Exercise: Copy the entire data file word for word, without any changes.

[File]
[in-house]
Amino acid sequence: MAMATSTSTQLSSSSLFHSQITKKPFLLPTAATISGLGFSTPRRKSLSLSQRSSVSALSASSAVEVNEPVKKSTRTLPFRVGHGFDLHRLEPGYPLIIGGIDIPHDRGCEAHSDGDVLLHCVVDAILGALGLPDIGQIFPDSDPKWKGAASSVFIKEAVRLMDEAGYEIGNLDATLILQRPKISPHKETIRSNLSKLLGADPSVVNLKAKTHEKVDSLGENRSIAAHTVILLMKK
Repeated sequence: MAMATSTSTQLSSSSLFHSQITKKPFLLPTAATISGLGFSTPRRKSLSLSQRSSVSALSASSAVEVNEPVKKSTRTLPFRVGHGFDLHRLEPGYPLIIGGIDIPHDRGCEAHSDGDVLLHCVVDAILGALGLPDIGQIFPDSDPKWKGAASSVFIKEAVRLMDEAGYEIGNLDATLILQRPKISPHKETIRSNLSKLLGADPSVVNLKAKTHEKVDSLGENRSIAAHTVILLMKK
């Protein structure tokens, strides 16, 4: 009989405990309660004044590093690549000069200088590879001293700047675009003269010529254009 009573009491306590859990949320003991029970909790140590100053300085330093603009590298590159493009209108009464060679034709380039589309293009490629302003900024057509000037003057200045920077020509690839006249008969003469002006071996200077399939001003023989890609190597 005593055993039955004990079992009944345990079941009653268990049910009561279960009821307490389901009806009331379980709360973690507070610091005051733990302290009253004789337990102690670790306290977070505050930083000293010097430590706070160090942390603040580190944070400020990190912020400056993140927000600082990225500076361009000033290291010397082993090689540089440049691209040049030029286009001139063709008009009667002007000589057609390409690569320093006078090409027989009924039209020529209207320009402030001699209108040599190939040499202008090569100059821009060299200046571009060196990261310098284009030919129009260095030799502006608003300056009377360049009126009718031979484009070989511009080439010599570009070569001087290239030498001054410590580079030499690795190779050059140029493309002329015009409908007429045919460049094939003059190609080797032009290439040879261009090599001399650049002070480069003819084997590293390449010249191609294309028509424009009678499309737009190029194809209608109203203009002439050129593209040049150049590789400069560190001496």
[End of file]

[in-house]
Amino acid sequence: MAMATSTSTQLSSSSLFHSQITKKPFLLPTAATISGLGFSTPRRKSLSLSQRSSVSALSASSAVEVNEPVKKSTRTLPFRVGHGFDLHRLEPGYPLIIGGIDIPHDRGCEAHSDGDVLLHCVVDAILGALGLPDIGQIFPDSDPKWKGAASSVFIKEAVRLMDEAGYEIGNLDATLILQRPKISPHKETIRSNLSKLLGADPSVVNLKAKTHEKVDSLGENRSIAAHTVILLMKK
Repeated sequence: MAMATSTSTQLSSSSLFHSQITKKPFLLPTAATISGLGFSTPRRKSLSLSQRSSVSALSASSAVEVNEPVKKSTRTLPFRVGHGFDLHRLEPGYPLIIGGIDIPHDRGCEAHSDGDVLLHCVVDAILGALGLPDIGQIFPDSDPKWKGAASSVFIKEAVRLMDEAGYEIGNLDATLILQRPKISPHKETIRSNLSKLLGADPSVVNLKAKTHEKVDSLGENRSIAAHTVILLMKK
């Protein structure tokens, strides 16, 4: 009989405990309660004044590093690549000069200088590879001293700047675009003269010529254009 009573009491306590859990949320003991029970909790140590100053300085330093603009590298590159493009209108009464060679034709380039589309293009490629302003900024057509000037003057200045920077020509690839006249008969003469002006071996200077399939001003023989890609190597 005593055993039955004990079992009944345990079941009653268990049910009561279960009821307490389901009806009331379980709360973690507070610091005051733990302290009253004789337990102690670790306290977070505050930083000293010097430590706070160090942390603040580190944070400020990190912020400056993140927000600082990225500076361009000033290291010397082993090689540089440049691209040049030029286009001139063709008009009667002007000589057609390409690569320093006078090409027989009924039209020529209207320009402030001699209108040599190939040499202008090569100059821009060299200046571009060196990261310098284009030919129009260095030799502006608003300056009377360049009126009718031979484009070989511009080439010599570009070569001087290239030498001054410590580079030499690795190779050059140029493309002329015009409908007429045919460049094939003059190609080797032009290439040879261009090599001399650049002070480069003819084997590293390449010249191609294309028509424009009678499309737009190029194809209608109203203009002439050129593209040049150049590789400069560190001496």